AURA to Capital Metro: Seek new shelters
Tuesday, March 6, 2018 by Caleb Pritchard
Even as it overhauls its downtown train station, the Capital Metropolitan Transportation Authority is sticking with the same design for its MetroRapid shelters, to the chagrin of one advocacy group.
Last Thursday, AURA – formerly Austinites for Urban Rail Action before the group expanded its scope – published a blog post reiterating its standing call for improvements to the shelter design.
“The MetroRapid stations were created out of a special design process, but are particularly bad when it comes to shielding from sun or rain – worse than the stations on the regular bus lines,” the post states.
AURA’s message came less than a week after Capital Metro officially started shopping for contractors to help install 16 new station pairs that would fill in large service gaps along its two MetroRapid routes.
Agency staff revealed plans for those new stops nearly two years ago. Even after augmenting its fleet with new buses and scoring necessary approval from the federal government, the agency has declined to expand MetroRapid’s high-frequency service via temporary stops to riders at the identified locations. Instead, the agency is choosing to wait until the new stations are installed.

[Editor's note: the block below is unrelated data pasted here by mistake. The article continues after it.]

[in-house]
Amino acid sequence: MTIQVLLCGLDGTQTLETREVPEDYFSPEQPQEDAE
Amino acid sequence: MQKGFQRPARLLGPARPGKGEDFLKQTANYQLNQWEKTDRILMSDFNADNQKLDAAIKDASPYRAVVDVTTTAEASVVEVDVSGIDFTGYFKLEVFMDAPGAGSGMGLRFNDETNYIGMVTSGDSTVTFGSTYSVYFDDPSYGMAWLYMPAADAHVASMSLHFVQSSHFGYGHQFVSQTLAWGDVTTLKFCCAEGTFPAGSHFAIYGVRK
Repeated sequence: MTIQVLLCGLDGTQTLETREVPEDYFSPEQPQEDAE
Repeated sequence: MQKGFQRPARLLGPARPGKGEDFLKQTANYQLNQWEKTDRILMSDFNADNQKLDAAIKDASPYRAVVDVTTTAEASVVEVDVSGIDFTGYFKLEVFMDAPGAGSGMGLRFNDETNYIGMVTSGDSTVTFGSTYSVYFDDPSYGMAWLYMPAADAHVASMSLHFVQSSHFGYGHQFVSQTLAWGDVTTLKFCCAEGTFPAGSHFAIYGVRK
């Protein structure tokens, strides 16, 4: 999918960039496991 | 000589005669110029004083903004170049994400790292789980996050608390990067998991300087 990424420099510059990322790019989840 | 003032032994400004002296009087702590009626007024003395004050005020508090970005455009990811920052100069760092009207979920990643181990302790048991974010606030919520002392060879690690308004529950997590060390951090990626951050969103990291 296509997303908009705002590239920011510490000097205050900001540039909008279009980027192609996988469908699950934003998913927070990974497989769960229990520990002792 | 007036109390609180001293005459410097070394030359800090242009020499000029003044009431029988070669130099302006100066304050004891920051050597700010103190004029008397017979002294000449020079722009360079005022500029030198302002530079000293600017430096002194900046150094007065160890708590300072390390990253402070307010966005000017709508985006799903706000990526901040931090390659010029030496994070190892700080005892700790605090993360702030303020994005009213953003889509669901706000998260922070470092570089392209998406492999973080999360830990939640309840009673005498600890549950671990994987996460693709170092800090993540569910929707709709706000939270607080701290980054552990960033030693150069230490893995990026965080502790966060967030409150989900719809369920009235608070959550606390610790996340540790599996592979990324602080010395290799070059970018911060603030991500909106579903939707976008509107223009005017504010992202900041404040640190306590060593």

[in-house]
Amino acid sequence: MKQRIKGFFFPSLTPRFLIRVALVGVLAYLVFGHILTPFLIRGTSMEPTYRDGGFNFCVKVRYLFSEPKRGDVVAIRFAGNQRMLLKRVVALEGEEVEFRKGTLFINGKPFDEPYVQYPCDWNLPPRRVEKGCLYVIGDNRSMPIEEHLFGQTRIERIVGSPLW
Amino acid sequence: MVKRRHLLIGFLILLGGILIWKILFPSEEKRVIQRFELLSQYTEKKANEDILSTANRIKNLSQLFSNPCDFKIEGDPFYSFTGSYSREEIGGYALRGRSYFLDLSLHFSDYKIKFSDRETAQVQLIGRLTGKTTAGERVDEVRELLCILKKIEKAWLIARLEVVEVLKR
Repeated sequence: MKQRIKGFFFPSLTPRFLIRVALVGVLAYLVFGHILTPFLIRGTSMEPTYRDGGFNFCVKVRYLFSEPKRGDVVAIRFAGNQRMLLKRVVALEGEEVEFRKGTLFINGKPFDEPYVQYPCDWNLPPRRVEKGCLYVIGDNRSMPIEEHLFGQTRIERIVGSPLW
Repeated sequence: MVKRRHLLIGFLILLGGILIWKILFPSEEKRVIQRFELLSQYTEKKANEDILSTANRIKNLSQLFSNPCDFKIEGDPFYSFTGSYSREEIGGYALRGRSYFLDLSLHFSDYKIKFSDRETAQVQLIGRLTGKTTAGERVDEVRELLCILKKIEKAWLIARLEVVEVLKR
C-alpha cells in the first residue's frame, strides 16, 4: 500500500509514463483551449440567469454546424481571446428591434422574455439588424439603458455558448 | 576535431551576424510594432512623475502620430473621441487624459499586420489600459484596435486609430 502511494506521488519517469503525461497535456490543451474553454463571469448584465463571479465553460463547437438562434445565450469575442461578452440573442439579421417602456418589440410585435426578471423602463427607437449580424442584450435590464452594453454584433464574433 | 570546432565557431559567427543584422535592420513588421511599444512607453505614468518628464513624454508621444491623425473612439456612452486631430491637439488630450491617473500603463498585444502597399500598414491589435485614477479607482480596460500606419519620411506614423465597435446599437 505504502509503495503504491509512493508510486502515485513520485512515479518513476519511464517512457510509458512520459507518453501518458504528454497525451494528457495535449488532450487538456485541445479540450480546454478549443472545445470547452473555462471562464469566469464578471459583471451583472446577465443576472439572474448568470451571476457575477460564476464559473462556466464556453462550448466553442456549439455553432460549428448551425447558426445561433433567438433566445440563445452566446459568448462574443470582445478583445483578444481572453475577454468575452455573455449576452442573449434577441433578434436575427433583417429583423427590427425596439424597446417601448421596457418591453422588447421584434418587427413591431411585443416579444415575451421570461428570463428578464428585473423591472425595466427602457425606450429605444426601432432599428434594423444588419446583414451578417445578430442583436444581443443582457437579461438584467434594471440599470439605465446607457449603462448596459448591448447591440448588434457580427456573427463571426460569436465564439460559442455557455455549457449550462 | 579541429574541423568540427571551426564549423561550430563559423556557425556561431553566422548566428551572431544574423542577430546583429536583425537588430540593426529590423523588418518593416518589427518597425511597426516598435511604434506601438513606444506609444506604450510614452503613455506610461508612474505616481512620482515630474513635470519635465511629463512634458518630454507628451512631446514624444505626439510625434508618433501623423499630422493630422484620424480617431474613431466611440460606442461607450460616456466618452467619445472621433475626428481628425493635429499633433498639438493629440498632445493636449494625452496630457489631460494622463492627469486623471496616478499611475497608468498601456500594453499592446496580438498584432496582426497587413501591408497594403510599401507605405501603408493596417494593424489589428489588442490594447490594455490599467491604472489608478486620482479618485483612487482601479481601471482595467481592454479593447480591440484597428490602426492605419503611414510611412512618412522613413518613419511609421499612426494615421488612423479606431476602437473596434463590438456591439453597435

Capital Metro spokesperson Mariette Hummel told the Austin Monitor that the existing MetroRapid canopy structures cost $20,000 apiece, a total that does not include the cost of installation, which requires subsurface drilling to plant each structure’s support pier.
Update: A representative from Capital Metro contacted the Austin Monitor to further explain: “The turn-key cost which during the original project averaged out to be in the $125-150,000 cost range, includes survey, design, concrete, electrical, digital message board, etc.”
“Unfortunately, the bid documents for the MetroRapid infill stations demonstrate that Capital Metro will be using the same ‘branded’ MetroRapid station design for the new stations. These stations are expensive and difficult to construct, meaning riders will have to wait longer for badly needed additional stations,” AURA states. “Furthermore, they provide little to no protections from the elements. Riders would be better served if Capital Metro could move to a simpler station design that could be implemented quickly, while providing better shelter.”
Hummel told the Monitor that the designs are limited by restrictions in city-owned rights of way.
“Capital Metro has a standard design for the MetroRapid shelters and a standard design for regular bus stop shelters. The design depth of the shelters was established to fit in most city right of way areas, while simultaneously providing sufficient (Americans with Disabilities Act-compliant) clearance,” Hummel said.
A sample construction schedule included in the bid solicitation package suggests a timeline of shelter installation that begins in June and wraps up by October, though the final sequence of the work will be determined once Capital Metro selects the winning firm.
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